Rockridge girls' basketball coach Shawn Strachan emphasizes the Rockets' offense will come from their defense.|
With Davenport North committing 41 turnovers in the opening game of the Dearrel Bates Mississippi River Shootout at Black Hawk College, it can be safe to say the defense saved the offense in a 42-23 Rockridge victory.
"We didn't shoot very well, but our defense turned up its intensity," said Strachan, whose Rockets shot just 24 percent (16 of 66), but benefited when many of those field goals came directly off of Wildcat turnovers.
"Our defense carried our offense, no doubt about that," added Strachan, who started out his birthday with Illinois' first victory in the bi-state bragging rights day.
The 9-10 Rockets were without two starters, Molly Wright and Beth Meier, both sidelined with illness. That made it even more fitting the Rockets were led in scoring by a pair of reserves, Destiny Grawe with 11 points and Miranda Potter with eight. Starter Mackenzie Robbins also had eight points.
"Playing on the bigger (collegiate) floor was a big factor for us defensively," noted Strachan.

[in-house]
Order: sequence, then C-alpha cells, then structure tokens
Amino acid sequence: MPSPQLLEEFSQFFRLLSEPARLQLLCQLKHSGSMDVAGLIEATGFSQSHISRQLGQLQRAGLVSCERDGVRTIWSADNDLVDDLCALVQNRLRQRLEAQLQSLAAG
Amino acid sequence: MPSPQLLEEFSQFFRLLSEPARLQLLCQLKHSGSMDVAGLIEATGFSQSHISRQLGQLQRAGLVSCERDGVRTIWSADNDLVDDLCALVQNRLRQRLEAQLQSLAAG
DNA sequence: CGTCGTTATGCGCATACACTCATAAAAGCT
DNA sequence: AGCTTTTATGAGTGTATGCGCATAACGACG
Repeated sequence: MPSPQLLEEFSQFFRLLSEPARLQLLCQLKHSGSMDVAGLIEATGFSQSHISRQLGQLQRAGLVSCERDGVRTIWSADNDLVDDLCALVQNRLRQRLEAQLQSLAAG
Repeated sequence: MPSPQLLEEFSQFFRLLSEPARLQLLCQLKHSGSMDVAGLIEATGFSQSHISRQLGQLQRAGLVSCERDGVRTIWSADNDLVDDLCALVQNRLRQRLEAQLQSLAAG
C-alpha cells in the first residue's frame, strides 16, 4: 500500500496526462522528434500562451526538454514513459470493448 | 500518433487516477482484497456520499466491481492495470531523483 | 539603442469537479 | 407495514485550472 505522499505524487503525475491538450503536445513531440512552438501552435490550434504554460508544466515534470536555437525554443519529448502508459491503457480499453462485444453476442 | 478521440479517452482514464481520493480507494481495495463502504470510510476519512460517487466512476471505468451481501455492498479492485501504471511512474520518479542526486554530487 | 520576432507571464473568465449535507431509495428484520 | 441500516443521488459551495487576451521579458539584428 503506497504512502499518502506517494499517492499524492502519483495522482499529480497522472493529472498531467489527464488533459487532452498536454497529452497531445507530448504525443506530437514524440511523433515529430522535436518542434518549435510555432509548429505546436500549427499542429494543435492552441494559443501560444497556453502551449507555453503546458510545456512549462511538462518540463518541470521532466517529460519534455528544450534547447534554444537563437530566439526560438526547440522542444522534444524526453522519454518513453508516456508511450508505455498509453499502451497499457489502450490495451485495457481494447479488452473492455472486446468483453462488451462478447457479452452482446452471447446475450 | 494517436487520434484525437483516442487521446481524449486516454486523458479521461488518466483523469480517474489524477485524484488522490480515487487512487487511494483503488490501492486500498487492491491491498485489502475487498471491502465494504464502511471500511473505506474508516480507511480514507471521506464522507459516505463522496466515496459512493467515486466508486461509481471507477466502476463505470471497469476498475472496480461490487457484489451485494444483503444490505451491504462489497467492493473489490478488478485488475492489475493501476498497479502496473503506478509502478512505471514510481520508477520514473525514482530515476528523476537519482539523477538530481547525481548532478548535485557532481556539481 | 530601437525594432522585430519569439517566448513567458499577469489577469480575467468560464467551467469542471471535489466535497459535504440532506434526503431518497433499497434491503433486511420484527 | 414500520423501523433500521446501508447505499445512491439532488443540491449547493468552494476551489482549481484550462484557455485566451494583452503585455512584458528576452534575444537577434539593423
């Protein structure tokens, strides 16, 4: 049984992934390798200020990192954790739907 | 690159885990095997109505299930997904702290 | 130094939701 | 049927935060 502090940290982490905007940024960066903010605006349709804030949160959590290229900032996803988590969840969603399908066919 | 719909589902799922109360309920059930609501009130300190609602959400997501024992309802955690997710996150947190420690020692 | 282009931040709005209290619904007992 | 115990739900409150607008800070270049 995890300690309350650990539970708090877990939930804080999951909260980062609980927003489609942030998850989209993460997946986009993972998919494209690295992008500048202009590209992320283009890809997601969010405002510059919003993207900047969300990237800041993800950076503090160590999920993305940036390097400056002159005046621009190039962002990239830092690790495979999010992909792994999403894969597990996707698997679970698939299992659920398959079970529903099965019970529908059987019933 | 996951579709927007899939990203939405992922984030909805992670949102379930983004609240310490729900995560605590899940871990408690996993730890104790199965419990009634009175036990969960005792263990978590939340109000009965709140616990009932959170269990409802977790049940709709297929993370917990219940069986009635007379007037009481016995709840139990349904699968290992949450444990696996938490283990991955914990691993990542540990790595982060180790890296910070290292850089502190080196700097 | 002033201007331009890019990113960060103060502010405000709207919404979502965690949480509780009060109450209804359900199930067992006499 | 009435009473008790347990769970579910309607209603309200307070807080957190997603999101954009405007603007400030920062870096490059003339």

That proved true in the third quarter. With a Rockridge 12-point lead trimmed to six, the Rockets stepped up their pressure and came up with eight straight points off of turnovers. That led to Rockridge's comfortable 34-19 lead heading into the final quarter.
Rockridge is now 3-1 in the Shootout, having benefited from playing a struggling North in back-to-back years. North, 0-11, hasn't won a game since late November 2011. The Wildcats warmed up with just six players, but added two players once North's sophomore team had finished its game in the lower-level gym.
To the Bates Shootout, the North girls are what Davenport West has been to the boys' Genesis Shootout at Augustana College – both original shootout teams without a win. North is now 0-9 at the Mississippi River Shootout.
The highlight for the Wildcats, coached by former BHC men's coach Ron O'Brien, was the posting of 10 rebounds by Marissa Bell. Otherwise, the plague of turnovers prevented North from getting many shots or points. North was just 6 of 25 on field goals, and its leading scorers had just five points.
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